Short Fiction – Oysters

I’ve been writing (and hoarding) short fiction over the pandemic so I thought I’d actually let some of it see the light of day. This piece is based on an encounter I watched some years ago at a local restaurant.

The restaurant was not what she had expected. Described by her co-workers, and the online rating website, as one of the city’s best seafood dining experiences, Malia expected The Oyster House to be a white tablecloth affair. Instead, the long narrow room was decorated in something akin to “upscale sea shanty”. The walls were bead board on the lower half, the raw wood treated to look weathered from exposure to the elements. The upper walls were painted light blue and were adorned with old signs with corny jokes as well as advertisements for crab shacks and oyster po’boys. Shelves above each table included huge dried starfish, glass balls attached to bits of fish netting, and knickknacks made out of lobster shells which Malia found oddly disturbing.

She had tried to get out of coming, but her workmates had insisted. A month into this new job and she still felt out of her element, but Darlene, her deskmate, would not take no for an answer.

“The whole department all go out together for lunch on the last Friday of each month,” the older woman explained. “Since there’s so few of us, we treat it as a team-building exercise. And management pays for half of our food bill.”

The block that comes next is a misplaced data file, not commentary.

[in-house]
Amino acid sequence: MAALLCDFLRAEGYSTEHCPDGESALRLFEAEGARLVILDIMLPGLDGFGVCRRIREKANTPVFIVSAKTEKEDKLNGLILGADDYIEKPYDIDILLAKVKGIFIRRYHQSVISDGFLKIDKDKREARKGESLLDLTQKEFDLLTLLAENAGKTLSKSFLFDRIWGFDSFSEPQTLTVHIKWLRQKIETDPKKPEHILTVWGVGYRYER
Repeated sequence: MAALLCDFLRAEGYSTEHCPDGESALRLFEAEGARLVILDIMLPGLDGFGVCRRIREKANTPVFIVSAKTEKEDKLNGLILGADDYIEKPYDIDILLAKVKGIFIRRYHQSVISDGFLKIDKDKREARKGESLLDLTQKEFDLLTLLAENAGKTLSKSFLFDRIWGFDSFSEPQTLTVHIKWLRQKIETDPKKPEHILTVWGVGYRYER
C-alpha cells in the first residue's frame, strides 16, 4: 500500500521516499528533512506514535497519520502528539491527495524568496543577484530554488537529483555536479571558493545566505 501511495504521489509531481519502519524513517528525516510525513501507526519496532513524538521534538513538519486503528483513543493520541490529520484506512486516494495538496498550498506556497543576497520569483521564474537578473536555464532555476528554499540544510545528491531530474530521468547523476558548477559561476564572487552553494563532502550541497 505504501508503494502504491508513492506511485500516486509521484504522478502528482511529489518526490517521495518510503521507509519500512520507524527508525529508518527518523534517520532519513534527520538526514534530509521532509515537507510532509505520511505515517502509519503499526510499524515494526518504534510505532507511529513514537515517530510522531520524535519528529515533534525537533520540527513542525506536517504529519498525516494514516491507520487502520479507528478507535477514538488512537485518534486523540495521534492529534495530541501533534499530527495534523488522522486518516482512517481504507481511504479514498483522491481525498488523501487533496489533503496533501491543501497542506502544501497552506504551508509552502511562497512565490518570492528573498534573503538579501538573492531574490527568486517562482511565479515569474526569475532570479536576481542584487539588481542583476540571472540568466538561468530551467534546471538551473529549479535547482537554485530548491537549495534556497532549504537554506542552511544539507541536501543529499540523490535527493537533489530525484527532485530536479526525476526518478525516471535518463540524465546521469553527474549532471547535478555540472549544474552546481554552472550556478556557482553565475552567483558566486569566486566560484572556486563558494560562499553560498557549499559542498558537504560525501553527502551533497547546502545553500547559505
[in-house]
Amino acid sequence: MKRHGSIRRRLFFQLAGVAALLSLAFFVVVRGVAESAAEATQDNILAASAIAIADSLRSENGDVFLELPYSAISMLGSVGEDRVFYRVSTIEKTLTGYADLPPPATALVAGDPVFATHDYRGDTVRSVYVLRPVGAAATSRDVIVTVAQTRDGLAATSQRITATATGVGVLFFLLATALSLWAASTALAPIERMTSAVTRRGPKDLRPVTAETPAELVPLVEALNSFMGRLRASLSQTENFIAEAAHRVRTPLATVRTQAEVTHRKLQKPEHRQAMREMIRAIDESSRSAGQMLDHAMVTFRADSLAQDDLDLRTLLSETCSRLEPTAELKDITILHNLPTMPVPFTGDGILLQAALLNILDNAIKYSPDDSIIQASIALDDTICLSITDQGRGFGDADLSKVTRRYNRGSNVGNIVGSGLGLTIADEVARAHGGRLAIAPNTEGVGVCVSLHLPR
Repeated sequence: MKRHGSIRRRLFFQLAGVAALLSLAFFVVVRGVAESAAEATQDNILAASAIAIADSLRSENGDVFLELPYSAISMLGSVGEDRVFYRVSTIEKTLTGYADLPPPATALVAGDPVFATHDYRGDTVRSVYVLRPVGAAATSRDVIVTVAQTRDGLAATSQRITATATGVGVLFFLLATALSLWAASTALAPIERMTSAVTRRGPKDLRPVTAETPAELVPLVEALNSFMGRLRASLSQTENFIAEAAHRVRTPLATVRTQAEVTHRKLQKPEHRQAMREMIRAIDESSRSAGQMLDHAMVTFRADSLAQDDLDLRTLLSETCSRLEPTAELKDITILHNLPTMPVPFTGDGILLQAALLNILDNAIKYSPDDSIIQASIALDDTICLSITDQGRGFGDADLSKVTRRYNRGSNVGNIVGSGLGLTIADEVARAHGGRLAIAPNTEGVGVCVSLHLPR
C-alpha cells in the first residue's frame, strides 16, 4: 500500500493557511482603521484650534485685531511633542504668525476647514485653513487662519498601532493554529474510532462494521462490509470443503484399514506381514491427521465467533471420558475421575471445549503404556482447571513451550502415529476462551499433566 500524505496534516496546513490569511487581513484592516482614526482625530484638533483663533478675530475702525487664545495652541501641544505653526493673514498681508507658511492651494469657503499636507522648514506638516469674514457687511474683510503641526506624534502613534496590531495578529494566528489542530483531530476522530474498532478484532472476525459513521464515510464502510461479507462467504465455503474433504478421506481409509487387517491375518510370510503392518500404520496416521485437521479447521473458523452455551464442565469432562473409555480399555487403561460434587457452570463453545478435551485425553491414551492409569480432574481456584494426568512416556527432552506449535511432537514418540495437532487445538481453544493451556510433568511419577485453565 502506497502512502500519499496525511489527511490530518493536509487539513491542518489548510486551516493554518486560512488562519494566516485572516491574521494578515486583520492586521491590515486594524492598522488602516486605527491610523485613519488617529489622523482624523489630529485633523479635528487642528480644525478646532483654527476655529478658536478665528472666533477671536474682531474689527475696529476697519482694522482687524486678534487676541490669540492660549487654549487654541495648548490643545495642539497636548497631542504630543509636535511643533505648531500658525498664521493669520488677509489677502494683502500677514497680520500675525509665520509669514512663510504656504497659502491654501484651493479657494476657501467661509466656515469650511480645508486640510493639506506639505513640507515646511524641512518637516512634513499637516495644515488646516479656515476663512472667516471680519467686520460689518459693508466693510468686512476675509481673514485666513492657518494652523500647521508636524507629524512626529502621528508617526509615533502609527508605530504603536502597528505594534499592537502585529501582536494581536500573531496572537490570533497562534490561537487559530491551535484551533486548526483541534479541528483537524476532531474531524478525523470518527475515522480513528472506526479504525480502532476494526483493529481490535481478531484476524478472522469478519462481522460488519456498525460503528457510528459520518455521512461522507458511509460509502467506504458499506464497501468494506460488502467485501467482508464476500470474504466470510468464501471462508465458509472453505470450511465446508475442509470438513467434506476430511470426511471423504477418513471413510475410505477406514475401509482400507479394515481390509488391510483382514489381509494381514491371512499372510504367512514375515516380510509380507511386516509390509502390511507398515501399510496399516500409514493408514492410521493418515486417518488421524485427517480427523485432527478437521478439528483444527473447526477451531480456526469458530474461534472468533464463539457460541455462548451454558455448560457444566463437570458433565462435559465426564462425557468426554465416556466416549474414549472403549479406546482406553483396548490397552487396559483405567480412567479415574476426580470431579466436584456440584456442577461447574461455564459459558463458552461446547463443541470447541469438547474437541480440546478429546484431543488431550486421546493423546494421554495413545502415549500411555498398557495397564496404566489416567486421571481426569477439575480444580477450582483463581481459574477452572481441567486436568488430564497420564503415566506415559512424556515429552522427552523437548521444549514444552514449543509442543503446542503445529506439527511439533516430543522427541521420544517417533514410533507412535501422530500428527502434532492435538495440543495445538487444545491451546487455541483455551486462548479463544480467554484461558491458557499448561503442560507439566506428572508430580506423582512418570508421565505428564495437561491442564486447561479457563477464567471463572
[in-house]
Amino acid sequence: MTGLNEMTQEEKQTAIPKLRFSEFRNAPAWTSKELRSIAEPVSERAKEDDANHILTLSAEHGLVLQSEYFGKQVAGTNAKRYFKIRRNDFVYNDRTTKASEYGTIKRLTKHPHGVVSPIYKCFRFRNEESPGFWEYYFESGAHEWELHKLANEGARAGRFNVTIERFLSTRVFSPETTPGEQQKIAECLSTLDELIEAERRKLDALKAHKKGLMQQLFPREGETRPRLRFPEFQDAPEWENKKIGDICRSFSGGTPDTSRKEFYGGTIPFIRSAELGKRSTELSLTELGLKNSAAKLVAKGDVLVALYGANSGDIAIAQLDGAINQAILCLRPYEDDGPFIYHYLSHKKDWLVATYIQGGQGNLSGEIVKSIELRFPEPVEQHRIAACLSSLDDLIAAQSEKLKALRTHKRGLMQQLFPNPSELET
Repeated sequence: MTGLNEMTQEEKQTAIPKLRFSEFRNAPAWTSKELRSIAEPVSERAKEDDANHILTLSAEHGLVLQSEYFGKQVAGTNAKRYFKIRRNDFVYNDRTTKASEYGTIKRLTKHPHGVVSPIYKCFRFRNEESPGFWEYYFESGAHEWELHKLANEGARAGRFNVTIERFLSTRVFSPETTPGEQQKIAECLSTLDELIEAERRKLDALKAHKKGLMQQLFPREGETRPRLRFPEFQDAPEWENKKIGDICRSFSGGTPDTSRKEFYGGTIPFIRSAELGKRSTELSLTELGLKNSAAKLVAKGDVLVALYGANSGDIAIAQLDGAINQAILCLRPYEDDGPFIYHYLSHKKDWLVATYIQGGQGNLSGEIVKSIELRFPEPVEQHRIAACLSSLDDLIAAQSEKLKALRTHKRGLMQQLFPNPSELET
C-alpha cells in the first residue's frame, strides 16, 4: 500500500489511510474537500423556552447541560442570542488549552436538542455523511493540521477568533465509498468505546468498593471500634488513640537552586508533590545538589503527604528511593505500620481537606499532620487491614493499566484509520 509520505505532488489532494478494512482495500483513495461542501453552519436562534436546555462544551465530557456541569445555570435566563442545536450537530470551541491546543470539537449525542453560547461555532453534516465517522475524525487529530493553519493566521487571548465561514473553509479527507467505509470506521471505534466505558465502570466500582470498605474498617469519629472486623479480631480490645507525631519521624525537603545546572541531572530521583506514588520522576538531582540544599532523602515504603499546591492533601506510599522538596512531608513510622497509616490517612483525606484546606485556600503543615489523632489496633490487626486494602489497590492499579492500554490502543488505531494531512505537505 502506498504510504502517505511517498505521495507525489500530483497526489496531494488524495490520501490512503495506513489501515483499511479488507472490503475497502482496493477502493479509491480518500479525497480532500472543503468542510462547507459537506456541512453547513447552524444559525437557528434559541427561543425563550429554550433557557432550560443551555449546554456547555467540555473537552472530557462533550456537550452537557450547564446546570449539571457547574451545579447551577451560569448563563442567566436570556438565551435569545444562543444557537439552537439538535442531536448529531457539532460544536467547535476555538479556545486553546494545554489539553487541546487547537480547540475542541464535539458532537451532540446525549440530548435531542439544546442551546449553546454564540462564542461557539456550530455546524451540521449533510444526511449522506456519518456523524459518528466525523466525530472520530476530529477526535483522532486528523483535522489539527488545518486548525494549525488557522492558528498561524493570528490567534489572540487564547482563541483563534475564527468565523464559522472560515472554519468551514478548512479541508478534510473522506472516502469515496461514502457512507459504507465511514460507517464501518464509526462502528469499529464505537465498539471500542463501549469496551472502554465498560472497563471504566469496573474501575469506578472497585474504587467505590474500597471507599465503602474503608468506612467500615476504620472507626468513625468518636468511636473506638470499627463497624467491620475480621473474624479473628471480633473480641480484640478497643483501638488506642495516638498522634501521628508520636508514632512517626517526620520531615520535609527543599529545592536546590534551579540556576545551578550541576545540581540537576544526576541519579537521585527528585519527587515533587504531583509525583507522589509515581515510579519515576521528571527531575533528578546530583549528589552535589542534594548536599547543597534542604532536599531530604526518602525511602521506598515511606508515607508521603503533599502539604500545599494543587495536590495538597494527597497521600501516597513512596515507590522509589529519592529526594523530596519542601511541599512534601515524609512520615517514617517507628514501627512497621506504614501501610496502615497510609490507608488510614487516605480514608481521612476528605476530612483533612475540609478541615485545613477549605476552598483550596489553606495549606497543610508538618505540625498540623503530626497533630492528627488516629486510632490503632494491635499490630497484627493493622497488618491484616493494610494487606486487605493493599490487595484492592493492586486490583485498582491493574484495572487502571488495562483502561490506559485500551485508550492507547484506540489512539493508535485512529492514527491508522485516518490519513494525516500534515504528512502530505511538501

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Book Review – Oyster: A Global History

Oyster: A Global History
Carolyn Tillie
Reaktion Books, 2017

Consider the oyster. No, I mean really. Having existed for 234 million years and having been consumed by humans in quantity for 164,000 years, they are our oldest food. Oyster shells have been found in excavations of ancient Troy and the first reference to oysters in a cookbook appears in the third century AD.

Carolyn Tillie fills her book about oysters (part of the extensive Edible Series about different foodstuffs) with a monumental quantity of facts about the history of the humble oyster, from cultivation and use, the globalized system of farming, the role oysters have played in cultures around the world, oysters as aphrodisiacs, and even how oyster farming has affected population and culture.

Once considered the food of the poor, as oysters became depleted in certain areas due to over-farming and pollution, the bi-valve rose in popularity as a food of the rich. German-Jewish immigrants to North America also broke kosher laws to enjoy oysters, justifying their indulgence with the theory that oysters were considered treyfe (forbidden) because the oysters in Palestine grew in waters that were extremely polluted.

Tillie has thoroughly researched her subject matter here and this little book is full of awesome facts and anecdotes about everything to do with oysters, often correcting common misconceptions. For instance, the “rule” about only eating oysters in a month with an “r” in it comes not from the theory that the waters might be polluted during the summer (although they might in certain places) but from the fact that oysters spawn in the warmer months and thus are less plump and flavourful. Or the incorrect theory from olde tymes that a squeeze of lemon on an oyster would kill off water-borne diseases such as typhoid or cholera.